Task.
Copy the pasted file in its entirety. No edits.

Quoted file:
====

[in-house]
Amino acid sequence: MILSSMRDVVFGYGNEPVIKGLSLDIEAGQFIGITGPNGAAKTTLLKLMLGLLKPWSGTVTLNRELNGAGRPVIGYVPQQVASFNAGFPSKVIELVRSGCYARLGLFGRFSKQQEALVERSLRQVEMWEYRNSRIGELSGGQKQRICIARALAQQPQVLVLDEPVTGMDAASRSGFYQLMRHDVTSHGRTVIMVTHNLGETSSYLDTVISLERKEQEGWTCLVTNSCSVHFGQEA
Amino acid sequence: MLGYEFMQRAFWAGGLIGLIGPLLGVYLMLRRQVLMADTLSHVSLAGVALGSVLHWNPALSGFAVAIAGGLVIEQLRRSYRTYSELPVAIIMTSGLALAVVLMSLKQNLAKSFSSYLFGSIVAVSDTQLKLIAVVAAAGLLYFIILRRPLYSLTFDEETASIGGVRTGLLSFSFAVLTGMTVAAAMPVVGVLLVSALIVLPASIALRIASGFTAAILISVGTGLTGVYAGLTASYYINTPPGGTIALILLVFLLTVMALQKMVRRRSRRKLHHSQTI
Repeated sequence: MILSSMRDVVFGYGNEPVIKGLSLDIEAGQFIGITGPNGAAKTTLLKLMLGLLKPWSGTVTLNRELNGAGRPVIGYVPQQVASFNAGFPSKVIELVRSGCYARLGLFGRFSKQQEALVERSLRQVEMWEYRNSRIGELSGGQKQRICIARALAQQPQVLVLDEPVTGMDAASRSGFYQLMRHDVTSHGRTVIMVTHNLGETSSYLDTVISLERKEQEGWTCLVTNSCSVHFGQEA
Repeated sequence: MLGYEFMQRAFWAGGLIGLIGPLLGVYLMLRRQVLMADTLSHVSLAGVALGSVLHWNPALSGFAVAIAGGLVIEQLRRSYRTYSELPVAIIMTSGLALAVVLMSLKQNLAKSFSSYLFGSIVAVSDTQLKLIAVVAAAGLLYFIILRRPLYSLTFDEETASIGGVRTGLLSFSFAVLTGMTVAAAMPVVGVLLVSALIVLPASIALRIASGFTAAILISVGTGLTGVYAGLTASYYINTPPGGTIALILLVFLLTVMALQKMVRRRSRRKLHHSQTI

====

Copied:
[in-house]
Amino acid sequence: MILSSMRDVVFGYGNEPVIKGLSLDIEAGQFIGITGPNGAAKTTLLKLMLGLLKPWSGTVTLNRELNGAGRPVIGYVPQQVASFNAGFPSKVIELVRSGCYARLGLFGRFSKQQEALVERSLRQVEMWEYRNSRIGELSGGQKQRICIARALAQQPQVLVLDEPVTGMDAASRSGFYQLMRHDVTSHGRTVIMVTHNLGETSSYLDTVISLERKEQEGWTCLVTNSCSVHFGQEA
Amino acid sequence: MLGYEFMQRAFWAGGLIGLIGPLLGVYLMLRRQVLMADTLSHVSLAGVALGSVLHWNPALSGFAVAIAGGLVIEQLRRSYRTYSELPVAIIMTSGLALAVVLMSLKQNLAKSFSSYLFGSIVAVSDTQLKLIAVVAAAGLLYFIILRRPLYSLTFDEETASIGGVRTGLLSFSFAVLTGMTVAAAMPVVGVLLVSALIVLPASIALRIASGFTAAILISVGTGLTGVYAGLTASYYINTPPGGTIALILLVFLLTVMALQKMVRRRSRRKLHHSQTI
Repeated sequence: MILSSMRDVVFGYGNEPVIKGLSLDIEAGQFIGITGPNGAAKTTLLKLMLGLLKPWSGTVTLNRELNGAGRPVIGYVPQQVASFNAGFPSKVIELVRSGCYARLGLFGRFSKQQEALVERSLRQVEMWEYRNSRIGELSGGQKQRICIARALAQQPQVLVLDEPVTGMDAASRSGFYQLMRHDVTSHGRTVIMVTHNLGETSSYLDTVISLERKEQEGWTCLVTNSCSVHFGQEA
Repeated sequence: MLGYEFMQRAFWAGGLIGLIGPLLGVYLMLRRQVLMADTLSHVSLAGVALGSVLHWNPALSGFAVAIAGGLVIEQLRRSYRTYSELPVAIIMTSGLALAVVLMSLKQNLAKSFSSYLFGSIVAVSDTQLKLIAVVAAAGLLYFIILRRPLYSLTFDEETASIGGVRTGLLSFSFAVLTGMTVAAAMPVVGVLLVSALIVLPASIALRIASGFTAAILISVGTGLTGVYAGLTASYYINTPPGGTIALILLVFLLTVMALQKMVRRRSRRKLHHSQTI